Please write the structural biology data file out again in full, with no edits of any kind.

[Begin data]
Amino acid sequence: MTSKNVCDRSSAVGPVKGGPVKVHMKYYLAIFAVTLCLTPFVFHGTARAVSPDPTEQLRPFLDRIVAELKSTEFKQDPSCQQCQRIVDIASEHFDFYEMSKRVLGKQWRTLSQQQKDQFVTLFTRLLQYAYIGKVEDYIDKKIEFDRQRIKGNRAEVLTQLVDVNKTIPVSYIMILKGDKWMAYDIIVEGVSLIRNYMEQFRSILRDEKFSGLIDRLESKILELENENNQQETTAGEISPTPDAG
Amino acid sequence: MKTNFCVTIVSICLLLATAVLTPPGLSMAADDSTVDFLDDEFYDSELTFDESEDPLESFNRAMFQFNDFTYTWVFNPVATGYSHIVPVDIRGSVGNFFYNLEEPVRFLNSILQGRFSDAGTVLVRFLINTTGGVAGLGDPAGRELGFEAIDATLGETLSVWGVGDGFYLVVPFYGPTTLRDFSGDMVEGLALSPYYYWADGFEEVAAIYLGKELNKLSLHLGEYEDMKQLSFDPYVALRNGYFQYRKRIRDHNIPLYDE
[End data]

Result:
Amino acid sequence: MTSKNVCDRSSAVGPVKGGPVKVHMKYYLAIFAVTLCLTPFVFHGTARAVSPDPTEQLRPFLDRIVAELKSTEFKQDPSCQQCQRIVDIASEHFDFYEMSKRVLGKQWRTLSQQQKDQFVTLFTRLLQYAYIGKVEDYIDKKIEFDRQRIKGNRAEVLTQLVDVNKTIPVSYIMILKGDKWMAYDIIVEGVSLIRNYMEQFRSILRDEKFSGLIDRLESKILELENENNQQETTAGEISPTPDAG
Amino acid sequence: MKTNFCVTIVSICLLLATAVLTPPGLSMAADDSTVDFLDDEFYDSELTFDESEDPLESFNRAMFQFNDFTYTWVFNPVATGYSHIVPVDIRGSVGNFFYNLEEPVRFLNSILQGRFSDAGTVLVRFLINTTGGVAGLGDPAGRELGFEAIDATLGETLSVWGVGDGFYLVVPFYGPTTLRDFSGDMVEGLALSPYYYWADGFEEVAAIYLGKELNKLSLHLGEYEDMKQLSFDPYVALRNGYFQYRKRIRDHNIPLYDE